In spite of the technological aspects of making videos (cameras, editing software, etc.), everything started with paper and pen. Each student received her own hard-bound journal, and spent much of each day writing. During the mornings of the first week, they worked with me on generative writing, and in the afternoons, they attended classes with MPS co-founder and Santa Clara County Poet Laureate David Perez, who introduced them to film techniques. The girls made their first video, using haiku they wrote on the first day of camp, by mid-week. After that, we focused on writing the poem each student would use for her final video.

The camp shifted in the second week to video instruction, and by the middle of the second week, we were in full film-crew mode. Students worked very hard to finish their films by Friday. Some finished early, while some students worked right up until the last minute of camp. The students who completed their films early assisted the students who still had work to do.

Camp curriculum included a number of guest speakers and instructors, who taught students topics that ranged from spoken word to 2D animation. Our highly talented and dedicated staff consisted of instructional aide Elaine Levia, poet Lucia Misch (spoken word), Jennifer Swanton Brown (MPS co-founder and poet-teacher), Jen Gigantino (video special effects) and the team of Annelyse Gelman and Auden Lincoln-Vogel (animation).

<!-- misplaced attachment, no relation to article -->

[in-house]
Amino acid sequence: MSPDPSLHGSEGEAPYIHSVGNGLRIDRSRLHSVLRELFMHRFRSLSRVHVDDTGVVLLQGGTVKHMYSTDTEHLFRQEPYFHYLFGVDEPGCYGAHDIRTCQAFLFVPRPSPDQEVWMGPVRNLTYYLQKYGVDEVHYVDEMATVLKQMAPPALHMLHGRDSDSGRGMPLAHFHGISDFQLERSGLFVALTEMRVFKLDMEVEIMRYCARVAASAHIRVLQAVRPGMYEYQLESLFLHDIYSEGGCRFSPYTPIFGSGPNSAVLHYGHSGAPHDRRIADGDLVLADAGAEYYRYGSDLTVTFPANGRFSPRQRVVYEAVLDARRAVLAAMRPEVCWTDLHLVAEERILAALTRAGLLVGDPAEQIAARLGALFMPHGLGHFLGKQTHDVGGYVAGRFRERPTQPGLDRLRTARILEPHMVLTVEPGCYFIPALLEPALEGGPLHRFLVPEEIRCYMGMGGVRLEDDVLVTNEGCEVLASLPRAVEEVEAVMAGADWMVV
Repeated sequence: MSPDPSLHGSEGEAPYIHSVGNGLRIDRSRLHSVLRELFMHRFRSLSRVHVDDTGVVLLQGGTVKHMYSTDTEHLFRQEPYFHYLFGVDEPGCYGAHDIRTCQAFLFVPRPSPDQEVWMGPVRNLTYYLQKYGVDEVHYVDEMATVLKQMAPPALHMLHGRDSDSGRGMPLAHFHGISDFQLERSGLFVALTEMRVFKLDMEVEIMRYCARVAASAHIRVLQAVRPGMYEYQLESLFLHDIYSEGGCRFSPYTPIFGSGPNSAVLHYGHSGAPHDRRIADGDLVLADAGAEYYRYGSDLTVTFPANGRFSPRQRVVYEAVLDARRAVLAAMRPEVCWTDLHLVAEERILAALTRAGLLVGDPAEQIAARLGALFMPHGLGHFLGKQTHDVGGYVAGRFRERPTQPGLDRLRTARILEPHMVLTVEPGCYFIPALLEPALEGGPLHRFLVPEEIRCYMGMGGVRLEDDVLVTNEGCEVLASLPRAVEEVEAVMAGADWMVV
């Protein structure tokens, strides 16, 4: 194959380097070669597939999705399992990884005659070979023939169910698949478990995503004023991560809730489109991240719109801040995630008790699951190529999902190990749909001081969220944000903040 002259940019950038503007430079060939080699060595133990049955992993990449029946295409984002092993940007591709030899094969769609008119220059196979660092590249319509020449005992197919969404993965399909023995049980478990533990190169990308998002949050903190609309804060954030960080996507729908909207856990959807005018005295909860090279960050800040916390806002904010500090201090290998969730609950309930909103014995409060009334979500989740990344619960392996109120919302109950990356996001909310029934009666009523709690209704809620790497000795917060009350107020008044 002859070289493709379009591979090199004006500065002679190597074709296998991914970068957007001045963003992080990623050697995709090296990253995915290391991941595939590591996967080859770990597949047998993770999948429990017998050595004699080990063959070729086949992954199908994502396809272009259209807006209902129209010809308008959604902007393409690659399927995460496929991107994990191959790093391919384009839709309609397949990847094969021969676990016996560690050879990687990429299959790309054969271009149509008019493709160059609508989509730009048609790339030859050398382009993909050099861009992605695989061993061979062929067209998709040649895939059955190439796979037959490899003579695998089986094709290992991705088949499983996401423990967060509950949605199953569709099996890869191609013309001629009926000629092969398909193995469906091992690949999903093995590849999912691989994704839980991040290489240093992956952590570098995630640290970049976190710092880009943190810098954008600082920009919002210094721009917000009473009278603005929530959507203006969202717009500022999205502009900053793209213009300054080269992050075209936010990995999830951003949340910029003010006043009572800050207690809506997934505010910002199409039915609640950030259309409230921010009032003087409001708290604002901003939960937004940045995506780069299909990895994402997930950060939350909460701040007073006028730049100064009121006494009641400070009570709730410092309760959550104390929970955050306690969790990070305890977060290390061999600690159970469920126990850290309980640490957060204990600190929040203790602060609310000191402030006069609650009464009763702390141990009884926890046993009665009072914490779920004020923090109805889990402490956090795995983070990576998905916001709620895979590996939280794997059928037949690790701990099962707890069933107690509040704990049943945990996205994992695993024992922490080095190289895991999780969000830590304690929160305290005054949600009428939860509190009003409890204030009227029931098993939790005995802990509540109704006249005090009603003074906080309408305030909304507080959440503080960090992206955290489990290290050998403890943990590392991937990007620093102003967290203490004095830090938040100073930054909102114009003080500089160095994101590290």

We held the camp at the Edwin Markham House in San Jose’s History Park. The house is the headquarters of Poetry Center San Jose, and its location in History Park gave our students a wide range of filming opportunities, from the house itself to the park grounds, which include more historic houses, a train, covered wagon, and gardens. The park is adjacent to the Japanese Friendship Garden, which we made use of for field trips.

Each video was decidedly individual, reflecting the personality and interests of the girl who made it. Our students expressed their feelings about the future, about struggles with control, the idea of home, having time to themselves, and the pressure they feel at school. Each video reflected the unique thoughts and vision of the maker. No two were alike.

David Perez, Jennifer Brown and I are very pleased with our first Media Poetry Studio camp. We’re already planning for next year! We will run another camp next year, and would like to add an advanced camp for this year’s students. We are grateful for the support of the video poetry community and our funders. We could not have done this without you.

Visit the MPS website’s About page for more photos. Three of the girls’ films are on the front page, and we reproduce them below as well.

Written, filmed and edited by Emilia Rossmann.

Written, animated and edited by Maggie Gray.

Written, filmed, animated and edited by Carol Liou.